Residents living near Khanh Son dump in Lien Chieu District, the largest one in the city, blocked trucks from carrying garbage to the dump in protest of heavy pollution on Wednesday.
The pollution is an enduring issue and has threatened the health of 500 households near the area in Hoa Khanh Nam District located 20km north of the city centre.
Duong Thanh Thi, chairman of the district’s People’s Committee, said most of the city’s daily garbage is buried at the dump, causing deplorable air and groundwater pollution.
He said residents were protesting the slow pace of Quoc Viet Company, which is assigned to treat the garbage and handle pollution at the dump.
The poor condition of air in the region has been reported over the past two decades.
Nguyen Dieu, director of the city’s Natural Resources and Environment, said the city has taken drastic measures to collect rubbish and prevent garbage from being buried at the dump.
“I promise that rubbish will not be buried at the dump, as we invested in the first stage of a treatment plant with updated technology last year. But it’s impossible to move the dump to other places immediately because the city has to allocate a new ground,” Dieu said.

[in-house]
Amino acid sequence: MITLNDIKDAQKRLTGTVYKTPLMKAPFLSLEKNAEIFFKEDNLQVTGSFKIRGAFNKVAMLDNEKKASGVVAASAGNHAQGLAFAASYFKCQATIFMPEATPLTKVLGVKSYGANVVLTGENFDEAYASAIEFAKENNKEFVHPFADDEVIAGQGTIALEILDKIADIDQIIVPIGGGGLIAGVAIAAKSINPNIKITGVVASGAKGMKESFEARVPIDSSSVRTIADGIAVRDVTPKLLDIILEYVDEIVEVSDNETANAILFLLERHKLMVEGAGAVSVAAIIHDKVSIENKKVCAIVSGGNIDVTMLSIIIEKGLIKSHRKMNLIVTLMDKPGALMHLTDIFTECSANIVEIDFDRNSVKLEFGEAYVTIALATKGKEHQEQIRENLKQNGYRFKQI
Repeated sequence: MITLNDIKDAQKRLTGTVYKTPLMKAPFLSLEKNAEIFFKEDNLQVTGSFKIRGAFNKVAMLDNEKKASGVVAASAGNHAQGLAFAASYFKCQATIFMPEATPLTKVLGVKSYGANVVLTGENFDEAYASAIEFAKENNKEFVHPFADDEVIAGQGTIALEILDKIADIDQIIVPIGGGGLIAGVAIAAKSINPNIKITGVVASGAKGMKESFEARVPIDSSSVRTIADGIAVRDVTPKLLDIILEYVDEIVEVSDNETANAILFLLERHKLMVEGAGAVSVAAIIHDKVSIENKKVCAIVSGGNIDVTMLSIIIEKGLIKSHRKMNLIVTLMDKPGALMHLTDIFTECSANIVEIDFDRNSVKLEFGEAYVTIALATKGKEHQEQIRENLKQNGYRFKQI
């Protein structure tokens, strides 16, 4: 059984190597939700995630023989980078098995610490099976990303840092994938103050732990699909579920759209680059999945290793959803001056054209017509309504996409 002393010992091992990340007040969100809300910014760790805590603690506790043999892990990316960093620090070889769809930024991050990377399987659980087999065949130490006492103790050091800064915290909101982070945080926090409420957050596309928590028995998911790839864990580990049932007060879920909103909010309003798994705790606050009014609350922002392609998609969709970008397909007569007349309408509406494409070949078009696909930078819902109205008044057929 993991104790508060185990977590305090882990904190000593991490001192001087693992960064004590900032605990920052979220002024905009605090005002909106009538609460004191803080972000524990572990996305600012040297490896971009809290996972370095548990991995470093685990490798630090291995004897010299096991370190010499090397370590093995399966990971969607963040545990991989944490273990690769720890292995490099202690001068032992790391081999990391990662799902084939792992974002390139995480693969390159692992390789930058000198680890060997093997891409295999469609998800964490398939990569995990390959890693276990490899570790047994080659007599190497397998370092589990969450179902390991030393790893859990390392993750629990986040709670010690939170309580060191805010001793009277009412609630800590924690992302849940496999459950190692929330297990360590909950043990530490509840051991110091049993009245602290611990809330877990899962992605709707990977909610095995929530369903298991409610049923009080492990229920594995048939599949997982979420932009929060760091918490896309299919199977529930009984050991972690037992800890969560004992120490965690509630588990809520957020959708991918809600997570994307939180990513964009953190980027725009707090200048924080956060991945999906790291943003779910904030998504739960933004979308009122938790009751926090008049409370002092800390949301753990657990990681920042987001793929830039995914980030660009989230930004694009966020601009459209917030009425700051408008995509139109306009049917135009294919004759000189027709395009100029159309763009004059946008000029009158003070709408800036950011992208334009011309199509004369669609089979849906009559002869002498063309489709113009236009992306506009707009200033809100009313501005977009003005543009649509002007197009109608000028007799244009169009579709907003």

He said a supervisory team will join local residents in observing the operations of the dump, as well as surveying pollution.
He promised that the dump would be closed if the pollution gets worse.
Earlier, Quoc Viet Company, Waste Treatment and Dump management enterprise and the Viet Nam Environment Joint-Stock Company committed to stop air pollution before October 10, but they failed to complete their commitment.
“We have been living with poor air condition over the past 20 years,” said Nguyen Thi Xinh, a resident living near the dump. “Old people and children often suffer from dermatitis, pneumonia, and regular illnesses due to the polluted air and environment. Water leaking from the dump surrounds our living quarters, and flies are numerous in the area.”
As designed, the rubbish treatment plant at the dump will process 200 tonnes of rubbish per day in the first stage and will become operational by 2016.
The plant will process 100 per cent of daily rubbish for recycling into oil, unbaked bricks and bio-charcoal.
The city reserves an annual fund of VND7 billion (US$333,000) for waste collection and treatment, but it could not solve the problem of pollution at the dumps.
Khanh Son dump, which expanded from 9.8ha in 1992 to 48.3ha in 2007, will be closed down by 2020.
The old dump, which stored 1.4 million tonnes of rubbish between 1992 and 2006, has polluted underground water and the environment in the suburban Lien Chieu District.